RobFest chooses good times over grief

Share on FacebookTweet about this on TwitterPin on PinterestShare on Google+

Robfest

RobFest founders Thomas Papakostas and Jordan Barillaro

In summer 2015, tragedy struck the Montreal music scene when Crobar owner Robert “Rob” Balazic passed away following a sudden heart-attack. With Balazic only 46 at his time of passing, the news came as a surprise to many within the venue’s tight-knit community.

Thankfully, Rob’s memory would not perish, with local underground music collective GrimeyMTL partnering up with Crobar to present RobFest. The three-day music festival features acts that frequently perform at the intimate and often rambunctious venue, their way of paying tribute to its fallen founder.

Ahead of this weekend’s second edition of RobFest (March 10-12), we spoke to festival founders Thomas Papakostas (the founder of GrimeyMTL) and Jordan Barillaro.

Mr. Wavvy: What does RobFest mean to you guys?

Jordan: When I first went to Crobar, there was a rumour of it being a place we could get into when we were a bit younger. This was in its early days, and we managed to get in. But eventually, we became really comfortable with going there and found that this could be a good place for the music scene to flourish in the ways that we wanted it to. They didn’t charge anything to get on stage, they didn’t judge you for whatever you were, whatever you played, whatever the case.

Thomas: It was really Rob behind that whole thing — he gave a voice for all these bands. Other than him, there were so many crappy promoters, people who weren’t in it for the long run, just looking to make a quick buck off of a night. When I met Rob, he was a very down to earth guy, you know? A straight-forward dude.

Jordan: He was very involved in the process of having his bar be active, getting bands that he liked. He kind of forced them to get on stage and be booked. You don’t find that very often.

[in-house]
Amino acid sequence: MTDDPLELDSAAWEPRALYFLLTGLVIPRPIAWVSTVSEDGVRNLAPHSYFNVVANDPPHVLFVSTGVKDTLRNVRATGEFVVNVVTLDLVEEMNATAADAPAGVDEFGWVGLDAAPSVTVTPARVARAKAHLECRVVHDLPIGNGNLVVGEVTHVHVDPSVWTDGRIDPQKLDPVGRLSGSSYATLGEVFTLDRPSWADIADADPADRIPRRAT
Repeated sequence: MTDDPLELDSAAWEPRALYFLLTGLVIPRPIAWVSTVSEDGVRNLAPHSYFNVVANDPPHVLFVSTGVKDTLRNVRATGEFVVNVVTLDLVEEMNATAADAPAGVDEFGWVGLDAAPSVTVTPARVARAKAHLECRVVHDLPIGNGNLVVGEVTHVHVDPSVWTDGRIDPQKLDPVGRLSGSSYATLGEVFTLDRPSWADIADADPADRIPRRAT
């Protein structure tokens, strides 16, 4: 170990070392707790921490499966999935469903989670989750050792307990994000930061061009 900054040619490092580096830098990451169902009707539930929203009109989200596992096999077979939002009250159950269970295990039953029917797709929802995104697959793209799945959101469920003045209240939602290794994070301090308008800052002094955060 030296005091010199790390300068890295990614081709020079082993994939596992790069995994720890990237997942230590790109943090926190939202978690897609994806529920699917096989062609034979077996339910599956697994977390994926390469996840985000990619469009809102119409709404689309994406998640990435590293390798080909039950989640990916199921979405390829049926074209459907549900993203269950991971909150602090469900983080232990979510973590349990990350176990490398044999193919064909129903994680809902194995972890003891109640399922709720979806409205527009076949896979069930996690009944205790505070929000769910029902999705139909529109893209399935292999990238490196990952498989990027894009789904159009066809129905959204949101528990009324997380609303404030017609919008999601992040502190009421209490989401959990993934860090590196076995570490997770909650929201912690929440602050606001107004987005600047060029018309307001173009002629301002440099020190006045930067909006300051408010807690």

Thomas: It’s as if he made the bar part of the scene.

MW: From the times I’ve been to Crobar, I’ve always felt as if it’s very community-based.

Thomas: Yeah, for sure! And there are always new people coming in, it’s constantly changing. It doesn’t stay this little niche crowd where everyone knows each other. We kind of broke it down when we were planning RobFest this year. There are generations of Crobar bands/attendees, and it became a unity. Especially when GrimeyMTL came together, it kind of put a label on the community. It ties it all together, showcasing it as a whole.

Jordan: I knew Rob for seven years, We definitely had a good understanding about what the bar was about. He was so passionate about what was happening in Montreal. It was almost as if he cared more about our music than we did at times. He knew we had to be pushed to excel at what we were doing. He would even let us do band practices at the bar! That passion for his business and the aspects surrounding it is kind of something we wanted to pay back in doing RobFest. There’s that passion that has led us to this point.

Thomas: The way he ran things definitely transcended onto the bar and the bands that played in it. Without many even realizing it at the time, his open mentality inspired a lot of people.

MW: What do you guys remember from the night of his death?

Jordan: I was with him that night. I remember we did a shot together, he didn’t look at all drunk or phased. He was just manning the bar, holding everything down.

Thomas: I think he smoked a little bit of weed and drank, but nothing worse. It was just out of the blue, which I think is why it was so shocking for everyone.